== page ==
Re: basic first aid

#92854

page 3  😀

Eyes
If not a general condition such as conjunctivitis, entropion etc. then a topical injury, grass seed, thorns or a toxin may be present.  These may scratch the eye causing the cornea to ulcerate so the most important thing is to stop the dog from rubbing the eye.  Flush the eye out with a solution of ‘Optrex’ or lukewarm water.  If the problem persists or there is bleeding then take to a veterinary surgeon as soon as possible.  If the offending object is removed without damage then bathing with extract of cucumber or tea will help irritation.

Vomiting and Diarrhoea
This is usually a sign that the dog’s natural mechanisms have become activated in order to expel something disagreeable from the gut.  Starve the dog for 12 hours; ensure there is plenty of clean water or ‘Dioralyte’ to drink.  If the problem persists for more than 3 days or there is lethargy, cramping, blood in the stools or the dog is not drinking then a check up at the veterinary surgery is required.

Heatstroke, Sunburn, Scalds and Burns
Longhaired dogs or dogs with restricted breathing passages such as Boxers can easily over heat on hot days when running around or it can happen when any dog is left in a car or an enclosed kennel.
The early symptoms are excessive panting and breathing difficulties, which can progress to collapse and/or seizure.  The dog should be removed from the sun or calmed down, wrapped in cold towels or bathed in cool water, fanned and given plenty of clean water to drink.  Exposed areas such as the nose, ear tips or where the fur is thin can have an application of a high factor, anti allergic sun cream or sun block to prevent sunburn.  If the area is burnt, ensure the dog has plenty to drink, put an ice pack to the burnt area and apply a soothing lotion such as calamine.  If blistering occurs, then lightly bandage and check for infection regularly.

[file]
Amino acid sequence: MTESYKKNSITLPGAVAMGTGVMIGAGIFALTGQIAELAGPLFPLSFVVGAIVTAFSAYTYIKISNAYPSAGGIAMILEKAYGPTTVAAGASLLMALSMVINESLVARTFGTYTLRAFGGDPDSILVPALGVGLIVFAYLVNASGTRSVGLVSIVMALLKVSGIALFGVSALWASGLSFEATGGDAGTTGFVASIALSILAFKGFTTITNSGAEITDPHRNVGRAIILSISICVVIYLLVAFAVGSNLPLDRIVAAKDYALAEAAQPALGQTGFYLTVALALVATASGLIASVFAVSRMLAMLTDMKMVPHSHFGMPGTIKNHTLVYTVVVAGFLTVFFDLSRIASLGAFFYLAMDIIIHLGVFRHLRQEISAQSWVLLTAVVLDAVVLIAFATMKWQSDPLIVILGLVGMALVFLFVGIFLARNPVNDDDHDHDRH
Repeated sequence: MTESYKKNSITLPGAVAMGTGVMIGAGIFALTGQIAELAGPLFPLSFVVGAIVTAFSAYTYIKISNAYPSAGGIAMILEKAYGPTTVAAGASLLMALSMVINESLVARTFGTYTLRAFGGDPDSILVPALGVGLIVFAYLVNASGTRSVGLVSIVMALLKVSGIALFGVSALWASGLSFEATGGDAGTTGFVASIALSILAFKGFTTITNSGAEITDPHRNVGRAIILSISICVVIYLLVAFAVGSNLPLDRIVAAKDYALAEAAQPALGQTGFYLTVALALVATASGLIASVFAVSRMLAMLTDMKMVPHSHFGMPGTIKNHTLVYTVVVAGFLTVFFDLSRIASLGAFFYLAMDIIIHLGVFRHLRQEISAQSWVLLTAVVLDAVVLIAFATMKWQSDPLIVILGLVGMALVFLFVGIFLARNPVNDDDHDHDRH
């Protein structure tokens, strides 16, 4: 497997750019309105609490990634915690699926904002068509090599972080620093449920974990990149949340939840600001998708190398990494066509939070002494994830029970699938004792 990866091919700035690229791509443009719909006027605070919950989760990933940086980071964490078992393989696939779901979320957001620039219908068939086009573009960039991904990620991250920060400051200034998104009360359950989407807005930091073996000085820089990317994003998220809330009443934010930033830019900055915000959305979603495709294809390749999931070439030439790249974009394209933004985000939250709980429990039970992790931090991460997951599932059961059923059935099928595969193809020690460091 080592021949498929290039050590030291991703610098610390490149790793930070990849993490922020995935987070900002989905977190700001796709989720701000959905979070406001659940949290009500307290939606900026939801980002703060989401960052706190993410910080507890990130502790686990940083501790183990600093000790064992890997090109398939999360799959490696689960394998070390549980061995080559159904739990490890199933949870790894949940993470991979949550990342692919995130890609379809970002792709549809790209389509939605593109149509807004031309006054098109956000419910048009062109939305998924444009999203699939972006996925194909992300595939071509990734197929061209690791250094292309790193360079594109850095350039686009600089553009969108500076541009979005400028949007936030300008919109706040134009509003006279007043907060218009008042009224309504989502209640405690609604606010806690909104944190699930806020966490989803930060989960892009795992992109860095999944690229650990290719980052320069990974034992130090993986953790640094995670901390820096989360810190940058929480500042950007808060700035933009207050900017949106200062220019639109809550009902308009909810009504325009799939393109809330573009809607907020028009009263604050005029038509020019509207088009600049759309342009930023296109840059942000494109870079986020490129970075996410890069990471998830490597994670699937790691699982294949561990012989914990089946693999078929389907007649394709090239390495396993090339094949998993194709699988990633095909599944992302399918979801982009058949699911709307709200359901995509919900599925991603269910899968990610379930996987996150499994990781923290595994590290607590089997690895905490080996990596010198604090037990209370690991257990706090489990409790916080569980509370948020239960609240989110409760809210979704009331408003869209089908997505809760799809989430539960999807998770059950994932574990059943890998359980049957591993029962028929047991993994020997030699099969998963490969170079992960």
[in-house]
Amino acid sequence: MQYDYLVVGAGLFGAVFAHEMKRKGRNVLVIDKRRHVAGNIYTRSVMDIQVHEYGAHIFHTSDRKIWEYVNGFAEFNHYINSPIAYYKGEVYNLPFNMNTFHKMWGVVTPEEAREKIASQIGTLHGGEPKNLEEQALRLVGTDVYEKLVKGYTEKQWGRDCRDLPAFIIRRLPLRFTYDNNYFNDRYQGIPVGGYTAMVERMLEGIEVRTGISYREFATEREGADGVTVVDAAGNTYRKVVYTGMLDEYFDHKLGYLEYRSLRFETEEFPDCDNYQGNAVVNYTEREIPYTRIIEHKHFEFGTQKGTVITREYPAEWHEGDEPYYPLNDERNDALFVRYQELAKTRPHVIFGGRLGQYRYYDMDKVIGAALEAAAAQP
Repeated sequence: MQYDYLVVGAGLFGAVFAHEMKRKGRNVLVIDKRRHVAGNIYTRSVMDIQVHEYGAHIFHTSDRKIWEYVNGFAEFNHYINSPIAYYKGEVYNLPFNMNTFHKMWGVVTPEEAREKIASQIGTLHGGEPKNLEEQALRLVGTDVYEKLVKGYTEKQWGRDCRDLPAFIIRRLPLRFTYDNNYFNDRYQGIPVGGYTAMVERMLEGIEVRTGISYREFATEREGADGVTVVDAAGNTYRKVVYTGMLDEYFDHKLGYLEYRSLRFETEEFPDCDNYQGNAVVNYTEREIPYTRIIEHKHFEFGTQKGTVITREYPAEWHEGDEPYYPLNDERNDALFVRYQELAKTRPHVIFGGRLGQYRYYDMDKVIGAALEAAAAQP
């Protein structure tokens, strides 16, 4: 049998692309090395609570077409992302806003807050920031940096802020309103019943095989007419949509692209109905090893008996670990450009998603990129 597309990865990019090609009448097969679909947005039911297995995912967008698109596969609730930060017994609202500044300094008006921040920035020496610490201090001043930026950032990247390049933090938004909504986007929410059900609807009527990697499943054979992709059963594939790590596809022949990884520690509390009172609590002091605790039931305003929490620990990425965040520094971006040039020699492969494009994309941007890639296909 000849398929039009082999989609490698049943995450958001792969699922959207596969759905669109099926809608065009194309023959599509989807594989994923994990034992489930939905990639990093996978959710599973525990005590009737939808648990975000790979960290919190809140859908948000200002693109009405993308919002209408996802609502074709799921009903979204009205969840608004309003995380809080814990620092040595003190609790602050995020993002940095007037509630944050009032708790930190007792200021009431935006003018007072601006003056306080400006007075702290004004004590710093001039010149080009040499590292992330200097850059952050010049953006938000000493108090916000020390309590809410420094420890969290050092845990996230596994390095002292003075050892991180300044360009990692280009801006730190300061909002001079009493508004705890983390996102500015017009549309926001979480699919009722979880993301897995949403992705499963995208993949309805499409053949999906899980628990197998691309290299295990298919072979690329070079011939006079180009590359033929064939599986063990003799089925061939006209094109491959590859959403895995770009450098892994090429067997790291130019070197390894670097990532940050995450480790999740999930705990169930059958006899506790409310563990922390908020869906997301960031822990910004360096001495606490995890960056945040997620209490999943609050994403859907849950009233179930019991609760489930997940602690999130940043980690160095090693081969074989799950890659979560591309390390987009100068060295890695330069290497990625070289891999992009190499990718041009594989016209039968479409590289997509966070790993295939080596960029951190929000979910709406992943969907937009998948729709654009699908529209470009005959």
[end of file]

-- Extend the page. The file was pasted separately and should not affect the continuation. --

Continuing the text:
Poisoning 
Dogs will eat anything at least once.  If the taking in of a toxic substance is suspected then the dog needs to vomit very quickly: unless it is a liquid such as bleach, which will require a veterinary surgeon, as bringing it back up will cause more damage.  Most poisons will take 2 hours to have an effect but the less that gets into the system the better.  My father always used suspeneded charcoal but i prefer baking soda placed on the back of the tongue until swallowed or retching commences – mustard powder is prefered by many or mustard paste – right at the back of the gullet.  Salt water can be used but is not as quick and 2 or 3 cupfuls may be required. If no side effects are apparent after 2 hours, make sure the dog has plenty to drink and the natural defence mechanism will do the rest.  Do not feed for 12 hours and then add immune boosters to the diet in the form of natural enzymes, garlic, Selenium and Vitamin E.

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